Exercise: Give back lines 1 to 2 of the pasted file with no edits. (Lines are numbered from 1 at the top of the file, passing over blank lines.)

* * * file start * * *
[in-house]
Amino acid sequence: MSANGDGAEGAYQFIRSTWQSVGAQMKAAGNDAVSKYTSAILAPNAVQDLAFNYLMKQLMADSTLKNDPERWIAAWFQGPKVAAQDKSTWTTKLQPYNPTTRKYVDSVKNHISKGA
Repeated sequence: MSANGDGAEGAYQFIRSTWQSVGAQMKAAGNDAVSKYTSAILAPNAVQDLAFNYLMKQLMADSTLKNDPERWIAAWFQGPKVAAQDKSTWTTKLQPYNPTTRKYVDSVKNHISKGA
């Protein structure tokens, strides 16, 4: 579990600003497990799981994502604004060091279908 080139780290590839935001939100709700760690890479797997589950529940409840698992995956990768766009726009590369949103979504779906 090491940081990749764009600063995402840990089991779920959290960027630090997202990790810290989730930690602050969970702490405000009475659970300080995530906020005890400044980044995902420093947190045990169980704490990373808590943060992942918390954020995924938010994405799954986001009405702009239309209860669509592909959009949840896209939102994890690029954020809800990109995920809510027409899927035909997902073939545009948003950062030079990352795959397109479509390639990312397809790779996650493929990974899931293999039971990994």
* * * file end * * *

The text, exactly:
[in-house]
Amino acid sequence: MSANGDGAEGAYQFIRSTWQSVGAQMKAAGNDAVSKYTSAILAPNAVQDLAFNYLMKQLMADSTLKNDPERWIAAWFQGPKVAAQDKSTWTTKLQPYNPTTRKYVDSVKNHISKGA